SmartCompany, Thursday, June 2 2016
National Australia Bank has entered the online SME lending market with the launch of the NAB QuickBiz Loan, which allows customers to borrow up to $50,000 in unsecured funding via a new online application process.
Developed by NAB’s in-house innovation hub, NAB Labs, the online platform uses financial technology to assist with the loan application process and states that customers will have money in their account within three days of NAB receiving their signed loan document.
The QuickBiz Loan carries a fixed interest rate of 13.85% for terms of either one or two years. The loan is repaid by monthly principal and interest payments and there are no application or ongoing fees.
According to Angela Mentis, NAB group executive for business banking, “in the early days of business ownership, small businesses often only require small amounts of funding – and many owners don’t have a property or other significant assets to secure a loan against. We’re responding to these customer needs, placing more emphasis on the strength of the business rather than traditional physical bricks and mortar security.”
Jonathan Davey, executive general manager of NAB Labs added the NAB QuickBiz Loan is “another example of the bank’s agile approach to meet customer needs”.
Meanwhile, Canstar’s research manager Mitchell Watson says “from NAB’s point of view this is a move to help stem any loss of low-risk customers to smaller, more agile competitors.”
According to Watson, “the advertised 13.85 percent does seem to be a fair interest rate”, given it is lower than the 16% being charged by the Commonwealth Bank’s Simple Business Overdraft. However, it should be noted that an overdraft is a more flexible and expensive loan product than a principal and interest loan.
What this means for your business
QuickBiz Loans are unsecured, although borrowers should enquire about whether personal guarantees are required. They should also check to ensure the 13.85% rate is based on the outstanding balance rather than the original limit. Any discrepancy would have been evident had the NAB website quoted the interest rate on an APR (annualised percentage rate) basis. Borrowers should also be aware that they could be up for costs if for whatever reason they terminate the loan before the expiry date.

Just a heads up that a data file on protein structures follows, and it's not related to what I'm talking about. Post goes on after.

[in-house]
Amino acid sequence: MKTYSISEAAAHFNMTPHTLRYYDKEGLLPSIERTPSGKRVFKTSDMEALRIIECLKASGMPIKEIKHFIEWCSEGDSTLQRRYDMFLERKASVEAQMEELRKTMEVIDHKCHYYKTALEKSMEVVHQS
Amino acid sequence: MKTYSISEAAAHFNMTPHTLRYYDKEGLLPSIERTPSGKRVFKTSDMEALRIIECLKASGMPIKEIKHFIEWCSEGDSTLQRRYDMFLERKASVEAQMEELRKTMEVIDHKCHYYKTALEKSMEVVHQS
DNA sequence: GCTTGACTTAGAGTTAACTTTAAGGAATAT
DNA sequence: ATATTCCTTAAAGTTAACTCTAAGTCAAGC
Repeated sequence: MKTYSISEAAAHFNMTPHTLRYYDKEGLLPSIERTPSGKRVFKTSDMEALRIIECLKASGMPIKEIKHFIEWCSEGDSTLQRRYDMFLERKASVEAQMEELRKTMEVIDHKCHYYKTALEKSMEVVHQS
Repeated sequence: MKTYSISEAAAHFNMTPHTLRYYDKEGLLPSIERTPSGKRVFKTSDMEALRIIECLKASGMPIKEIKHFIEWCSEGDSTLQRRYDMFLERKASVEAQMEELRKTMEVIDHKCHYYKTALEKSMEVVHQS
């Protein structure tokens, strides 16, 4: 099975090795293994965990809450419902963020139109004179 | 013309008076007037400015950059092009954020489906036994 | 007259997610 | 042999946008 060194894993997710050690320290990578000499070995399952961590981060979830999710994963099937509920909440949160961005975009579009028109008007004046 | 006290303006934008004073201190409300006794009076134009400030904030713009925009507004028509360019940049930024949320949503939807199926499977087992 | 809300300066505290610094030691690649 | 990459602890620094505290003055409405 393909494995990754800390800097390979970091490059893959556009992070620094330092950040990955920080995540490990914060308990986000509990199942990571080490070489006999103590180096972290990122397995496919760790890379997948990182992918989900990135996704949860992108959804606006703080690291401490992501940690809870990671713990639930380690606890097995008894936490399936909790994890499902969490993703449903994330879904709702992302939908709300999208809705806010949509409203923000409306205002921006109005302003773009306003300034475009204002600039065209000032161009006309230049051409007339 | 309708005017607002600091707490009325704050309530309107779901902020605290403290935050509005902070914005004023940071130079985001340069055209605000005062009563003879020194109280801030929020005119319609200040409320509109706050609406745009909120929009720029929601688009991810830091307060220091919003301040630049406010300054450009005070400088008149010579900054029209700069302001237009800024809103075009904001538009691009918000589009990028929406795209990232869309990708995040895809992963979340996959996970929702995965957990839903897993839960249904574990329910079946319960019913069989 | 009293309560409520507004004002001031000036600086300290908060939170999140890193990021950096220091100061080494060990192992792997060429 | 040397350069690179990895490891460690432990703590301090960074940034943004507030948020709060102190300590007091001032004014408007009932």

An interest rate of 13.85% is at the lower end of the rates charged by the new breed of online lenders. Banks will always be able to offer cheaper loans to customers because of their lower cost of funds but while it is important, price is not the only factor SMEs consider when it comes to borrowing.
The biggest attraction of the online lenders is the ease of doing business and although there is little doubt that banks can develop software and systems at least as good as the online SME lenders, none of them will survive in this increasingly crowded marketplace if they fail to deliver on the commitments made on their website.
NAB says the QuickBiz loan product is launching in early June, although the website has already been up for several days. In fact, four days ago I applied for a QuickBiz Loan and the experience has been insightful in that the process is not automated, as it is with true online lenders where your application is made totally online. Rather this was an online enquiry. In addition it has not been quick. Having submitted answers to several basic questions about my identity and existing relationship with NAB, I then received the following message in an automatically generated email:
“Thank you for your enquiry regarding the NAB QuickBiz Loan.
“We are currently reviewing the information you provided us and we’ll be in touch shortly to discuss your application further.”
Four days later there has been no response. Of course there are always teething problems in implementing new ways of doing business but this experience re-enforces the importance of good execution. Banks have lots of great products and ideas but too often their execution lets them down.
If the big banks really get their act together with online SME lending, it’s going to be tough for the new little guys to compete. But this remains a big “if” and in the meantime the new players are backing their ability to do better on product and service delivery.
However this unfolds, we are finally starting to see genuine competition in the SME lending market and that’s a great thing for those SMEs who for years have been missing out.
Neil Slonim is the founder of theBankDoctor.org, a not-for-profit online resource centre that helps business owners deal with the challenges of funding their business.